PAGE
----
Village in the Sky: China’s Richest Village Now has its Own Skyscraper

Rising up from the flat plains around it like an enormous, triple-hulled rocket and topped with what can only be described as a giant gold golf ball, Huaxi’s 1,076 ft-tall “New Village in the Sky” officially opened on October 8, making Huaxi, about an hour’s drive from Shanghai, the only rural village in the world with its own skyscraper.

But then Huaxi is no ordinary village — it is an extraordinary example of China’s schizophrenic blend of communism and capitalism: a centrally-planned utopia where collectivism has made everyone not just equal, but rich as well.

The village’s 4.5 billion dollars of assets and investments, which include a one-ton solid-gold water buffalo and two shiny new helicopters, are publicly-owned and each year, one-fifth of the village’s post-tax profits are shared out in an annual bonus.

The “richest village in China” emerged in the 1980’s as a symbol of China’s rural economic growth. (Goh Chai Hin/AFP/Getty Images)

A statue of Mao Zedong stands in front of an illuminated pagoda-shape building in Huaxi. (Eugene Hoshiko/Associated Press)

Laborers work at the Huaxi No. 2 steel and iron construction material company in Huaxi. The village’s phenomenal success followed its move from agriculture to industry. (Eugene Hoshiko/Associated Press)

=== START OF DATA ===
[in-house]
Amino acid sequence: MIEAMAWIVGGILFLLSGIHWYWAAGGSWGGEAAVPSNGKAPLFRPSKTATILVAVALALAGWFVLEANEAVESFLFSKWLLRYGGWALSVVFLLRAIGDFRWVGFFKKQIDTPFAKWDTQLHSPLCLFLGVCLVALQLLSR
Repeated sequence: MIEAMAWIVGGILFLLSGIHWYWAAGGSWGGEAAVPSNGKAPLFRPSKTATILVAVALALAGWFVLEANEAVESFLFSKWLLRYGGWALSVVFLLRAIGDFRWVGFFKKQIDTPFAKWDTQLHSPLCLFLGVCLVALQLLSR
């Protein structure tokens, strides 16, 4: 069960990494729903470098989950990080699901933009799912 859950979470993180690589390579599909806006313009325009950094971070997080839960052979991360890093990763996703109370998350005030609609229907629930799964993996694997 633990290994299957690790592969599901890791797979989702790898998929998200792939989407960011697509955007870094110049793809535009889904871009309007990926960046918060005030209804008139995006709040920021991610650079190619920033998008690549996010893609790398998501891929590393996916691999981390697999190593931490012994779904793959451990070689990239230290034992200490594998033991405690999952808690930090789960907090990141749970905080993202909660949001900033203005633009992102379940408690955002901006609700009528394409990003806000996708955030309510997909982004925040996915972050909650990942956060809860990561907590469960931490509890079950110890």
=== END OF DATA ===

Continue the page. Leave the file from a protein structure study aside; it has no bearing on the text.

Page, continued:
Officials attend the inauguration ceremony of the new skyscraper tower of Huaxi village on October 8. (Carlos Barria/Reuters)

A man arrives at the inauguration ceremony, attended by hundreds of invited guests and villagers. (Carlos Barria /Reuters)

A boy takes pictures of the new skyscraper tower. (Carlos Barria/Reuters)

Construction workers attend the inauguration ceremony. (Carlos Barria/Reuters)

The new skyscraper tower screams for attention over the village’s otherwise flat skyline. (Carlos Barria/Reuters)

A solid gold bull weighing a ton also greets visitors at a viewing area on the 60th-floor of the tower, a testament to the wealth of the village. (Carlos Barria/Reuters)

The new skyscraper towers over the village. (Carlos Barria/Reuters)

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